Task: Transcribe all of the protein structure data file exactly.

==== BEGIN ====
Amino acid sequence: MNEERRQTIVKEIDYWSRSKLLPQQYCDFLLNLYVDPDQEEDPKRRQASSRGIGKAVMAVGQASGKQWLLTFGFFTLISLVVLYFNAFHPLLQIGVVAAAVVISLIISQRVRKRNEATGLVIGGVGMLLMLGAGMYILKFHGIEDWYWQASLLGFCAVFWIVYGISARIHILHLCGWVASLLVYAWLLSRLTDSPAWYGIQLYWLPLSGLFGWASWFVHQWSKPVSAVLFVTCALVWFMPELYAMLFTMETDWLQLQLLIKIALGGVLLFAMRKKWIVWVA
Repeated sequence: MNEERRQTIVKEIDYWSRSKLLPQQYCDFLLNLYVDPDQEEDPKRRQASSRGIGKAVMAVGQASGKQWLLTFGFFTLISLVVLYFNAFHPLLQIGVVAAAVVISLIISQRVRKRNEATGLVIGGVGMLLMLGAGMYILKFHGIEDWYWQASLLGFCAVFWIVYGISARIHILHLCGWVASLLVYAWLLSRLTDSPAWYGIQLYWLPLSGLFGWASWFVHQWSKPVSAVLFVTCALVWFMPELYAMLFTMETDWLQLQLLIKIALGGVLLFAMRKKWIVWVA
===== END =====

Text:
Amino acid sequence: MNEERRQTIVKEIDYWSRSKLLPQQYCDFLLNLYVDPDQEEDPKRRQASSRGIGKAVMAVGQASGKQWLLTFGFFTLISLVVLYFNAFHPLLQIGVVAAAVVISLIISQRVRKRNEATGLVIGGVGMLLMLGAGMYILKFHGIEDWYWQASLLGFCAVFWIVYGISARIHILHLCGWVASLLVYAWLLSRLTDSPAWYGIQLYWLPLSGLFGWASWFVHQWSKPVSAVLFVTCALVWFMPELYAMLFTMETDWLQLQLLIKIALGGVLLFAMRKKWIVWVA
Repeated sequence: MNEERRQTIVKEIDYWSRSKLLPQQYCDFLLNLYVDPDQEEDPKRRQASSRGIGKAVMAVGQASGKQWLLTFGFFTLISLVVLYFNAFHPLLQIGVVAAAVVISLIISQRVRKRNEATGLVIGGVGMLLMLGAGMYILKFHGIEDWYWQASLLGFCAVFWIVYGISARIHILHLCGWVASLLVYAWLLSRLTDSPAWYGIQLYWLPLSGLFGWASWFVHQWSKPVSAVLFVTCALVWFMPELYAMLFTMETDWLQLQLLIKIALGGVLLFAMRKKWIVWVA